Tzedakah. Literally translated as “justice,” the word tzedakah reflects the Biblical belief that giving to the poor is a way to right the imbalance between the affluent and the poor. It suggests that tzedakah is not a favor to the poor but their due, since it is not human beings but God who owns all things, and human beings are God’s agents in ensuring an equitable distribution of God’s property to all people. “There shall be no poor among you,” Deuteronomy (15:4) states, ruefully recognizing shortly thereafter (15:11) that because of a lack of human generosity, “the poor shall not cease from your midst.” Can we do better?
We are Israel. “Israel” is used in this document to refer to the People Israel, the Land of Israel and the State of Israel. The context usually indicates clearly which usage is intended. “Israel”, Yisrael in Hebrew, is defined in the story (Genesis 32:29) of Jacob wrestling with a divine being as the person who has “striven with God and with humans and prevailed.” Using “Israel” in the phrase “The Land of Israel” reminds us of the Bible’s teaching that the Land was promised to the descendants of Jacob by God, as a result of which the nation (the “First Commonwealth”) under David and Solomon was called Israel. When the Northern tribes split from the South after Solomon’s death, they retained the name Israel, leaving the South to name itself Judea, from which the name “Jew” emerged.. The Northern Kingdom of Israel was destroyed and its inhabitants scattered in exile; only the Southern Kingdom of Judea managed to return in 516 BCE (the “Second Commonwealth”, which was destroyed by the Romans in 70 CE.). When the Jewish State came into being in 1948 (the Third Jewish Commonwealth), its leaders decided to call it Israel, reclaiming the original tie between the people, the promise, and the land.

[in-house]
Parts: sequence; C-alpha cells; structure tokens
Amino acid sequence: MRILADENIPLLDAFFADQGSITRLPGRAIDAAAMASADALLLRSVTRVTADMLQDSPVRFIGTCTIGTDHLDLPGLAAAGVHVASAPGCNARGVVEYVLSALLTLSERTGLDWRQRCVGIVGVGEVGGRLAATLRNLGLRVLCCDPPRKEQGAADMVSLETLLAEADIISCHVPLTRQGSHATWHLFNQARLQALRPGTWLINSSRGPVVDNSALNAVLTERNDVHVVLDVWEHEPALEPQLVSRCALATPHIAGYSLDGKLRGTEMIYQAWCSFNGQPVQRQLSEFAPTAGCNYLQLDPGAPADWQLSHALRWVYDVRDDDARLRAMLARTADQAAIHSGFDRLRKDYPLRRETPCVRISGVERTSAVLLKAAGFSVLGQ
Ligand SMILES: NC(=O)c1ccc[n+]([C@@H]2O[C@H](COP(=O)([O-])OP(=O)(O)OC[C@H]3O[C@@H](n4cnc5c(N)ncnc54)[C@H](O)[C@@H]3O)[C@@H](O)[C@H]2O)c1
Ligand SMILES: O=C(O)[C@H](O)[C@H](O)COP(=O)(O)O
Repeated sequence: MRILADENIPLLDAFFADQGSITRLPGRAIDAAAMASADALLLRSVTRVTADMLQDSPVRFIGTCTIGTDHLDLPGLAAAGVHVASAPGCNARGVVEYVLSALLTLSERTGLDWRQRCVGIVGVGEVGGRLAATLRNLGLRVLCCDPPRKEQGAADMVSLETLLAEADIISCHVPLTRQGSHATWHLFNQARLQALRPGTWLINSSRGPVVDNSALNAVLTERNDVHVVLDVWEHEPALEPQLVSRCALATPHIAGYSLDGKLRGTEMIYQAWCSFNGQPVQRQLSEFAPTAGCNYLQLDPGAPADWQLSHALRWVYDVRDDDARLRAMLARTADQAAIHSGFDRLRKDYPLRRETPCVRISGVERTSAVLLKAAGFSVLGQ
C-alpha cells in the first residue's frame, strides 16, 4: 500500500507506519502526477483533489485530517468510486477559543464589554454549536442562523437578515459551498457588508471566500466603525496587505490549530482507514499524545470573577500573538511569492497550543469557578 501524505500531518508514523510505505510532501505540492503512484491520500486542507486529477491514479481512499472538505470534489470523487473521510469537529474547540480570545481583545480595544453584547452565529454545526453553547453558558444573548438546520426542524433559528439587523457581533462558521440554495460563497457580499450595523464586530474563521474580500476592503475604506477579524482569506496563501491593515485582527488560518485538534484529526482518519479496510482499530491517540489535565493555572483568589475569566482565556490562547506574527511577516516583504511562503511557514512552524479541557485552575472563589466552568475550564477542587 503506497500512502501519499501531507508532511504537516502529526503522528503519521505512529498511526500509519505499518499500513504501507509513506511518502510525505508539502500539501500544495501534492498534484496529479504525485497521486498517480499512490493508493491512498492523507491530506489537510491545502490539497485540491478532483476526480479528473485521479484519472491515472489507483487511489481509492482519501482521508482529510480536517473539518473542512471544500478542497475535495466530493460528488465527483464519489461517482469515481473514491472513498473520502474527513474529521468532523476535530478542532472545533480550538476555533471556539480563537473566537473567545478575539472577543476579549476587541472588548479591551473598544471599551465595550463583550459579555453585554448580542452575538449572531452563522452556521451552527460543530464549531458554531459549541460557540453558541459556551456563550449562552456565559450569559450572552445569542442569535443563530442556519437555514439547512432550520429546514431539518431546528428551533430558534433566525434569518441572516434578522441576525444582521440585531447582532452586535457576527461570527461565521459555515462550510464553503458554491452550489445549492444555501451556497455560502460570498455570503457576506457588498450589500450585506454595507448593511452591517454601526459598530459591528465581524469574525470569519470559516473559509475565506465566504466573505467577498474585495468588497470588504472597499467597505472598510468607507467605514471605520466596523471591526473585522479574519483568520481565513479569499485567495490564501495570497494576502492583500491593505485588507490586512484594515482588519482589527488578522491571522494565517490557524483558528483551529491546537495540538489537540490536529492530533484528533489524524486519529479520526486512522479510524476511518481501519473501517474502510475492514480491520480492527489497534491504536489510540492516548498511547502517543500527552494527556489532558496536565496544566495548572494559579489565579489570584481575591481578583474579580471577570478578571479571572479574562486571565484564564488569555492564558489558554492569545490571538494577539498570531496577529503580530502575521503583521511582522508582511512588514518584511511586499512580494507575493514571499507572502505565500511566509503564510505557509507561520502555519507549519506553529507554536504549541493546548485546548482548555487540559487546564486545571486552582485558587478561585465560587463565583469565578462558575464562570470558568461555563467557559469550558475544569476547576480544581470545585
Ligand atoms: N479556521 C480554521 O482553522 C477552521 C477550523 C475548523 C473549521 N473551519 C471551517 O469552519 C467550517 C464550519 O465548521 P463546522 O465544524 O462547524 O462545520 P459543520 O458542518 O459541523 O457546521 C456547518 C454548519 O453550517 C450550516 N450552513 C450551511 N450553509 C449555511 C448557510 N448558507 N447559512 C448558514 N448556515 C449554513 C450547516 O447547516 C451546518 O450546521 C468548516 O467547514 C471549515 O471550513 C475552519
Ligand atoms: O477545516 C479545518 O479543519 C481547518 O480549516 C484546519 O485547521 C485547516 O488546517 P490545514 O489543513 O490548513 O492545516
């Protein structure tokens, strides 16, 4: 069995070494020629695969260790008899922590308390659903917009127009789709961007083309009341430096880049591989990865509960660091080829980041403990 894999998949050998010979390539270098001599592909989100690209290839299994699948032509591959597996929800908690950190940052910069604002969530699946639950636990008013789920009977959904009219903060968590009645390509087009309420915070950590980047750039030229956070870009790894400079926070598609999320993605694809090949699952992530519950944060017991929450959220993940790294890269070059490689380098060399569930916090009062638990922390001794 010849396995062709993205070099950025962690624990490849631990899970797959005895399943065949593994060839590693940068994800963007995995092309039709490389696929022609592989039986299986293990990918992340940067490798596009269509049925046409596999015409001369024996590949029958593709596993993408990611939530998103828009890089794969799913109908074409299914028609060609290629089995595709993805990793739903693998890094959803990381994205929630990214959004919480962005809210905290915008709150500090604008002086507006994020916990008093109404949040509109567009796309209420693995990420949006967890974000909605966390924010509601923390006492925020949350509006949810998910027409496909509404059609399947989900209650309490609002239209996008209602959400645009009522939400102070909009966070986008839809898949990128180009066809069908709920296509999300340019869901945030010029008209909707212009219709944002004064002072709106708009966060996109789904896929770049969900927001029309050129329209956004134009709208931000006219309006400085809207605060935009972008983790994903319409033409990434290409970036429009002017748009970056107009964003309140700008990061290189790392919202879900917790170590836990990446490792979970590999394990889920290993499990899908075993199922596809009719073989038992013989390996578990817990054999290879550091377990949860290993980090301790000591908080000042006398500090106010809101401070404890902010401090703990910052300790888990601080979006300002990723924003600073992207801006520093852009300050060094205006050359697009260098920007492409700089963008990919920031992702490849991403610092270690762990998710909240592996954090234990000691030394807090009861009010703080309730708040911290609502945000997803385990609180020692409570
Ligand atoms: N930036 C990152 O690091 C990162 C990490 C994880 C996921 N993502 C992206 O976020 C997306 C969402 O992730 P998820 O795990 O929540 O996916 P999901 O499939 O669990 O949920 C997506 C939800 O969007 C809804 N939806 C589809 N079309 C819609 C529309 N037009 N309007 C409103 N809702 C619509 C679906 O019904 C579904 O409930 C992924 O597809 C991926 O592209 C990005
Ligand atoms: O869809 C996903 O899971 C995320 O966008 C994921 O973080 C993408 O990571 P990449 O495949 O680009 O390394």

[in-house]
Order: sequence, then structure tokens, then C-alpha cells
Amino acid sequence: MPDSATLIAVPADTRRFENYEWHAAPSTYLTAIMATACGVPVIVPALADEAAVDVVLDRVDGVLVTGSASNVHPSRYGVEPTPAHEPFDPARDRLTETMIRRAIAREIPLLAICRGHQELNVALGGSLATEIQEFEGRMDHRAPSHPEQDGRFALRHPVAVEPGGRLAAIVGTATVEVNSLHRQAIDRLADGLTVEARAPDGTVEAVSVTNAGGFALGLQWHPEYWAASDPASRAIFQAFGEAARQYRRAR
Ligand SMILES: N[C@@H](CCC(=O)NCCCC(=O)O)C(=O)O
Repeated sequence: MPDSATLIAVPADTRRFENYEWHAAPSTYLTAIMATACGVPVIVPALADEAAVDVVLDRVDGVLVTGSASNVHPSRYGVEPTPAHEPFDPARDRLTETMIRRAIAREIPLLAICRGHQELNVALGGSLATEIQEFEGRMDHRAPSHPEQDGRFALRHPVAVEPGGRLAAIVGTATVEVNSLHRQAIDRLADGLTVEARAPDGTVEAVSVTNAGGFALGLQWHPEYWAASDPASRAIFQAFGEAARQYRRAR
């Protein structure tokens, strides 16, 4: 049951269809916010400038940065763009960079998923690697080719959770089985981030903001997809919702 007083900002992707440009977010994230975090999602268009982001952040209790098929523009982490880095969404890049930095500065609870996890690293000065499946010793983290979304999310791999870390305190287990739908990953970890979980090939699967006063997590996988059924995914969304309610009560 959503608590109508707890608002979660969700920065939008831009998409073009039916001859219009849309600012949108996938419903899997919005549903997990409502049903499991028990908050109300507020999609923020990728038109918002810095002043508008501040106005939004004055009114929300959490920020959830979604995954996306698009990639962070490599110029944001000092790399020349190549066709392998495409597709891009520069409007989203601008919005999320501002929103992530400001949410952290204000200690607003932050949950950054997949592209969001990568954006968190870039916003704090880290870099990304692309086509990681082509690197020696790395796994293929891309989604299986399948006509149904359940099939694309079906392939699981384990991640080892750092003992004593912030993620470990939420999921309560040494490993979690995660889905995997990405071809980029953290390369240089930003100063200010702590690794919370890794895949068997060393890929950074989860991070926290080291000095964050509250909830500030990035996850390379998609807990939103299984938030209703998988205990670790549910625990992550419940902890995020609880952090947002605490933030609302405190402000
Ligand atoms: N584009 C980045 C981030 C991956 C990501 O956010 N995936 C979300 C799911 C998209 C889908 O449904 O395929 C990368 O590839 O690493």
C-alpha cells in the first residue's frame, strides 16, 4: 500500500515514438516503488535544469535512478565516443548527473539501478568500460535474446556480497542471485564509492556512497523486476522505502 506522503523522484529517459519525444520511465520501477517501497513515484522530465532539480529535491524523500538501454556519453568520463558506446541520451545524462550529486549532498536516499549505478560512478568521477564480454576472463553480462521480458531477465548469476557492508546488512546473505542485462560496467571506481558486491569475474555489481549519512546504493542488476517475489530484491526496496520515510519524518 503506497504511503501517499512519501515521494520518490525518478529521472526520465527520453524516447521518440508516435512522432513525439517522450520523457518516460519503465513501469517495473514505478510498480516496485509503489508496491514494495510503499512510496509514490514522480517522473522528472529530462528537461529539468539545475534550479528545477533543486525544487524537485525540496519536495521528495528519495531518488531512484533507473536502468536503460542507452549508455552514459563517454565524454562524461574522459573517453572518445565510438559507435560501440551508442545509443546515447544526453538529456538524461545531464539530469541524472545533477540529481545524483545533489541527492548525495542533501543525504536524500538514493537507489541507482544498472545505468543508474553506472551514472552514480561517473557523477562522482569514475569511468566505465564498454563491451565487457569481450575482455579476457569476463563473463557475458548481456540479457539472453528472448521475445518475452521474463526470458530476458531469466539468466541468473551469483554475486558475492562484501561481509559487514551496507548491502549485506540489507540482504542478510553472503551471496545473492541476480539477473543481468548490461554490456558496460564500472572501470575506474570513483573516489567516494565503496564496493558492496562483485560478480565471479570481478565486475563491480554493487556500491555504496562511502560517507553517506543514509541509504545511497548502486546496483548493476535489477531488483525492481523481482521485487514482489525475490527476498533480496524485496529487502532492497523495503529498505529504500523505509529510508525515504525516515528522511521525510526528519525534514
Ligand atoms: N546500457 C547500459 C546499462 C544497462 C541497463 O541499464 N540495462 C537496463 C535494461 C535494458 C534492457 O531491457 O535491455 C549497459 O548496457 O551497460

A people aspiring to holiness. Why not “a holy people”? In Leviticus 19:1, we are told, “k’doshim tihyu,” “You shall become holy,” for only God “is holy”. Our task is to acquire more and more holiness by the performance of mitzvot.
Singled out through our ancient covenant and our unique history among the nations to be witnesses to God’s presence. At Sinai God called us a segulah mikol ha-amim (Exodus 19:5) , a treasure from among all the peoples, and when we are called to the Torah or say Kiddush we praise God asher bachar banu mi-kol ha-amim, “who has chosen us from all people.” The Reform Movement has historically ascribed to the belief that Israel is a chosen people–not in the sense of being better than other peoples, but in the sense indicated here–chosen for a specific mission, to be a witness to the reality and oneness of God. The Book of Isaiah proclaims, “You are my witnesses, and My servant whom I have chosen, that you may know and believe Me” (Isaiah 43:10). This is the reason, the rabbis believed, that the two letters in the Hebrew word for witness (eyd) are enlarged when they appear in the Shema as written in the Torah (the letter ayin at the end of Shema and the letter dalet at the end of Echad). The Reform Movement has long believed that our dispersion throughout the world was a way to pursue “the mission of Israel” more effectively by modeling the truth of our calling to the nations among whom we lived. But “chosenness” need not imply exclusivity: to say that the People Israel has been chosen to bear witness to the reality and teachings of God does not deny that God may well have chosen other peoples for other sorts of missions in the world.